Defining how an ideal property sales kiosk should look like
Emaar asked us to check how effective their current kiosk was and come up with a set of improvement or a model that can become a benchmark amongst property sales kiosks.
We focused on four types of sources that helped us to come up with findings to feed our hypotheses:
The questions we have embarked on to find out were split into four main conversion categories:
- Attention - Interest - Selection - Purchase
The tech & libraries that were used to inspect the existing kiosk belonged to Solouq, and helped the team identify who was attending the kiosk, how they behaved in and around it, which areas were consumed and what were the profiles of those people.
The model for the new property sales kiosk for Emaar was based on scientific data & behavioral economics & included:
- The visual model draft - The zoning laws - The layout laws - The content recommendations
Working with the team is a great pleasure and a stimulating experience. They always understand the business requirements and has proven to always deliver against the very high expectations I was setting.
Their passion for CX and drive towards research and innovation leads to unique and relevant methodologies that will for sure result in high quality findings. Finally, teams and stakeholders always enjoy interacting with them.
— Gregoire Charpe-Civatte, CX Lead in Emaar (1st engagement)
Context, Approach & Methodology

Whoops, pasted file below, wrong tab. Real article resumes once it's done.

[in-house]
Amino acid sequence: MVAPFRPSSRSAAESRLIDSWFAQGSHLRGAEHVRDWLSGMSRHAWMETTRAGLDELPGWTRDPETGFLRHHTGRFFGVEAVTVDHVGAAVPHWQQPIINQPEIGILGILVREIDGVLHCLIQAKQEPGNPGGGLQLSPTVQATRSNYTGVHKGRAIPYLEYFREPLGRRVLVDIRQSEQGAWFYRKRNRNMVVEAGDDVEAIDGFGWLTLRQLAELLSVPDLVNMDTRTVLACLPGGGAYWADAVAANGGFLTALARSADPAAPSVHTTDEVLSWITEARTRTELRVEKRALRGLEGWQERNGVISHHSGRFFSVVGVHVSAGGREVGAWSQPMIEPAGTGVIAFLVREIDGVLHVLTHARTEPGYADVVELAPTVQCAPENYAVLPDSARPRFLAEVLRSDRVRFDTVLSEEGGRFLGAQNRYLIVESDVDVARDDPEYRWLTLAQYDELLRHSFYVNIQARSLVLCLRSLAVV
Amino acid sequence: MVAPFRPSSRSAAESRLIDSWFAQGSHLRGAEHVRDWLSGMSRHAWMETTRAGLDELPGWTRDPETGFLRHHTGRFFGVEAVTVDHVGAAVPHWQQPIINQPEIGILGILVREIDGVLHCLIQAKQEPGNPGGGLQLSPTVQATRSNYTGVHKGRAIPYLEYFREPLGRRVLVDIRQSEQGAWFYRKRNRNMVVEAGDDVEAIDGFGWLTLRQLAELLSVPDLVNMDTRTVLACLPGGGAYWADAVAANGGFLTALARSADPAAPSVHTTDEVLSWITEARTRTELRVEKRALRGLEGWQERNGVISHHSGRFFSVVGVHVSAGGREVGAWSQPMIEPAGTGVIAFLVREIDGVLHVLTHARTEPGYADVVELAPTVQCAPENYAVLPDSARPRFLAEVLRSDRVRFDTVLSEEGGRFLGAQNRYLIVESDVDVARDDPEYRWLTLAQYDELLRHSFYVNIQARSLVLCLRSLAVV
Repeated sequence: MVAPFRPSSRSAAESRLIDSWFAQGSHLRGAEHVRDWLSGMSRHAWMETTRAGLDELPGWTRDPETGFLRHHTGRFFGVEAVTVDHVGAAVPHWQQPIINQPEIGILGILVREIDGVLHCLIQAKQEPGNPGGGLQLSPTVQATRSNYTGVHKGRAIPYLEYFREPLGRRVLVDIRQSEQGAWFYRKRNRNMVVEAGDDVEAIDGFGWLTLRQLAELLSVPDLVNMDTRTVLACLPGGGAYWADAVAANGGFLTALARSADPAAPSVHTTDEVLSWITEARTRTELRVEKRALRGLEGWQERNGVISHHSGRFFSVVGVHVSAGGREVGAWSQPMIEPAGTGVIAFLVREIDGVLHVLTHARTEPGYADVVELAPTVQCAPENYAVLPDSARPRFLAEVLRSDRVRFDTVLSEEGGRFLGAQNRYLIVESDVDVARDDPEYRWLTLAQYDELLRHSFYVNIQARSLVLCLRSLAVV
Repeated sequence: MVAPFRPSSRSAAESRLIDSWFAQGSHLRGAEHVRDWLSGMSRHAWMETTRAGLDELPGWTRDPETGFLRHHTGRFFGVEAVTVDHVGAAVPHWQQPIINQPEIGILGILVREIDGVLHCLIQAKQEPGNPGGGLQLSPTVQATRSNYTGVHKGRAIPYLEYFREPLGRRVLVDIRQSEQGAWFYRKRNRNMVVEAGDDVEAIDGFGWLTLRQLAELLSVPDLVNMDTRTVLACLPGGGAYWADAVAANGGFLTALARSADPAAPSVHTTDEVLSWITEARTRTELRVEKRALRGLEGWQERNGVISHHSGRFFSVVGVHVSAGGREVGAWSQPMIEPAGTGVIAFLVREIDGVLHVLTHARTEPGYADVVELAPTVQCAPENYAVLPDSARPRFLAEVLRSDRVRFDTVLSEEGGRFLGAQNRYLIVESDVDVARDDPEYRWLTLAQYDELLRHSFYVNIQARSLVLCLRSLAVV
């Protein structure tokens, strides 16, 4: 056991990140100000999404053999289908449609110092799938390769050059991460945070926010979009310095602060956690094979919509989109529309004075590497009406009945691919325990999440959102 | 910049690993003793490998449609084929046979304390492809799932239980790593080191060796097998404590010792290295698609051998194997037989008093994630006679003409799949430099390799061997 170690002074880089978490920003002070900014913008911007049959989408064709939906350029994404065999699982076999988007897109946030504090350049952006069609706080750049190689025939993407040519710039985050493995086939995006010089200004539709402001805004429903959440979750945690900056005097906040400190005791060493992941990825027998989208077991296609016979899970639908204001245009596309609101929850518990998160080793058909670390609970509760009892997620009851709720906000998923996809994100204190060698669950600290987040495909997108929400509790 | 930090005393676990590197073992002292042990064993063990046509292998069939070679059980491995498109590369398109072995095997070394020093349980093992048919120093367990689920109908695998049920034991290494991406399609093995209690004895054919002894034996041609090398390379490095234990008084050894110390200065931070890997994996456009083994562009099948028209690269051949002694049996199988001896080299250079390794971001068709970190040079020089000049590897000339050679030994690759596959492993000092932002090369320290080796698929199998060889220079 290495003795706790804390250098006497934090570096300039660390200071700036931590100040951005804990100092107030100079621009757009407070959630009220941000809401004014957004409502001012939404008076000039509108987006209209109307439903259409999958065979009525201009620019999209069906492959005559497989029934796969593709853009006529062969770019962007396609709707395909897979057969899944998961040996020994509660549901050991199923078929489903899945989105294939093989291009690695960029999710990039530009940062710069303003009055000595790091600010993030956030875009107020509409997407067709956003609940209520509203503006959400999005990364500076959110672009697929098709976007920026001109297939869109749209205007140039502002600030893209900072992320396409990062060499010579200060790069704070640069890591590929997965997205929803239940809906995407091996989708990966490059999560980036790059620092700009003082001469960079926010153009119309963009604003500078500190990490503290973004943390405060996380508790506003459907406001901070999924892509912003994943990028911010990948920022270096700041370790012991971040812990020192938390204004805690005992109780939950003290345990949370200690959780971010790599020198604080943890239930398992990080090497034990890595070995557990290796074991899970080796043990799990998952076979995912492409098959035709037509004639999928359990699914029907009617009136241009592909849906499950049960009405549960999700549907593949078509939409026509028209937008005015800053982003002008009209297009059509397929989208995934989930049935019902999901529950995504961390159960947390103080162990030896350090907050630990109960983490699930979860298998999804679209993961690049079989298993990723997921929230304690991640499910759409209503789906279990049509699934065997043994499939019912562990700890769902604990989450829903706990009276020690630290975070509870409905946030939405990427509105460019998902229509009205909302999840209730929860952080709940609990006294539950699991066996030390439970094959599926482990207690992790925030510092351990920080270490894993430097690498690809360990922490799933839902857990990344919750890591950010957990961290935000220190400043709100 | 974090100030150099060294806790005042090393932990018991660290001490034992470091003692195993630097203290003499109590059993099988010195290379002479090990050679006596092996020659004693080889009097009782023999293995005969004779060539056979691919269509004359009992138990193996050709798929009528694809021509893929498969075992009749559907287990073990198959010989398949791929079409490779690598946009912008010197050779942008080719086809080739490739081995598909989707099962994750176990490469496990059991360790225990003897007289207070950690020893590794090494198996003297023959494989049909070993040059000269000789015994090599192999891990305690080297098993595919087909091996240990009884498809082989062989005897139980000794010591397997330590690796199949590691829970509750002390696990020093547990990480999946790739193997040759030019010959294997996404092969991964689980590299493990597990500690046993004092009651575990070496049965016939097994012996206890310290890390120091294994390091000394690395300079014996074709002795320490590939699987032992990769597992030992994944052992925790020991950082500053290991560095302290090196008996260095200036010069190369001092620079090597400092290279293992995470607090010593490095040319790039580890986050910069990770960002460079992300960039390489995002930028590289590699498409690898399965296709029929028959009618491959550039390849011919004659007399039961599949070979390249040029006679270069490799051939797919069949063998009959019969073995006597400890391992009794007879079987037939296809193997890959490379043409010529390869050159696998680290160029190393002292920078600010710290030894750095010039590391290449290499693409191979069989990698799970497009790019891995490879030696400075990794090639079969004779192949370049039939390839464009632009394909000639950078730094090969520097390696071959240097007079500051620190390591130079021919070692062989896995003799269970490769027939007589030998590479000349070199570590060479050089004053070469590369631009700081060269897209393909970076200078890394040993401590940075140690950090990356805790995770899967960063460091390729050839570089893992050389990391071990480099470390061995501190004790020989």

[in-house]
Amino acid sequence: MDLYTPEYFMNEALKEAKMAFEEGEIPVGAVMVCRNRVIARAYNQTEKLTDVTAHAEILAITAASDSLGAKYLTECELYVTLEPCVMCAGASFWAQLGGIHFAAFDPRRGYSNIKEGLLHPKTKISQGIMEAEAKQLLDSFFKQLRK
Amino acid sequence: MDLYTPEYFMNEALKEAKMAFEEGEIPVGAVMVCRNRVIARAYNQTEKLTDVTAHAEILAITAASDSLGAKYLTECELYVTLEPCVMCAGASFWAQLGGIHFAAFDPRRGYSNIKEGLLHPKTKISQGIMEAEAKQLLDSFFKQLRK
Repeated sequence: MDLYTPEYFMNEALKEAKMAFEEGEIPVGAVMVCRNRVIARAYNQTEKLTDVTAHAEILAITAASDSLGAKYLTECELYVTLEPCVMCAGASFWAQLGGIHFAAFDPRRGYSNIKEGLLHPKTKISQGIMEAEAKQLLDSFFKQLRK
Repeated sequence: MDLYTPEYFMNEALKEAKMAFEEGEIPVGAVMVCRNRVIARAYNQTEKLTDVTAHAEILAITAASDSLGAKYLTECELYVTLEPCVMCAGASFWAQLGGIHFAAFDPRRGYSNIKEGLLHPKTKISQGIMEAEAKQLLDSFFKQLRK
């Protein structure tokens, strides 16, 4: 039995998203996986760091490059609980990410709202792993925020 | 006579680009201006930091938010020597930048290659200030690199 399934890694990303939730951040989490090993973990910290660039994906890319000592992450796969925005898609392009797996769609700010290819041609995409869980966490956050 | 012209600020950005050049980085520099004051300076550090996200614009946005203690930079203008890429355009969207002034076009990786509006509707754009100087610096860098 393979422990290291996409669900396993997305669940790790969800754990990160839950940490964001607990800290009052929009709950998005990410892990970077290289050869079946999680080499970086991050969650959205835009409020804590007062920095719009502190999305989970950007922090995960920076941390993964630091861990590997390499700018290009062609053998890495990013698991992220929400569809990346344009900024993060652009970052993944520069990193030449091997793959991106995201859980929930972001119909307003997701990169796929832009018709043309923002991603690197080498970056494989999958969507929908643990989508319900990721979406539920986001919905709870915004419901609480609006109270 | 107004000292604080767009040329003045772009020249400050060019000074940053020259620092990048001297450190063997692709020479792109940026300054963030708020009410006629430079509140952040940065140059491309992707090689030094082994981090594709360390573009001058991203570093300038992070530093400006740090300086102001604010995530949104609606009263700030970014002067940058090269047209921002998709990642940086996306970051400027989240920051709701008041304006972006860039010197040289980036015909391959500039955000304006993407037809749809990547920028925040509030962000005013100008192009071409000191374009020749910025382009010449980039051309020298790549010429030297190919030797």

Emaar Properties asked Solouq to support in researching the efficacy of their current sales kiosk. Renascence team used Solouq's frameworks, tech and libraries to investigate the property sales kiosk and come up with recommendations.
Dubai Mall is one of the most attended places in the world. For many years now, Emaar Properties use a kiosk in the waterfall corner to foster their sales initiatives and promote upcoming projects.
In 2017 we were asked to understand and provide solutions to make the property sales kiosk of Emaar more effective.
So, if form is to follow function, design must be based on data. Journeys should always take priority if we want to avoid subjective aesthetics.
Since Emaar's property sales kiosk primary objective is to enable direct point of sales, understanding path to sale is key to developing layout and design.
Using Solouq's anonymous data collection systems we ran a test and studies consumer journeys at Emaar's sales kiosk in The Dubai Mall. Few questions we wanted to get answers for included:
Attention - Is the sales kiosk attractive? - Does it catch the eye of passers by? - What do they understand at first glance? - Does the kiosk have stopping power?
Interest - Do the consumers who stop understand the offering? - Does it compel them to approach? - Are any barriers in the way? - Are they guided towards their next step?
Selection - Can we filter the relevant consumers from the observers? - Do we have layers of information for the more interested? - Do we save the data of the interested?
Purchase - Do we have conversion tools for the interested? - Are there more tools that we can develop? - Does the kiosk space enable easy conversion?
What did we achieve?
We created zoning laws that were tied with the content of the kiosk. Four zones (proximity, transition, experience, conversion) where every touchpoint has its role.
Layout laws based on zoning laws that prescribed what should be placed where and why to ensure the goals for each zone (invite, impress, convince, convert) are accomplished.
A new sales kiosk model
A model that considered the traffic flow in Dubai Mall, behavioral biases and fears of people, existing flaws of the kiosk and future sales and operational goals of Emaar Properties.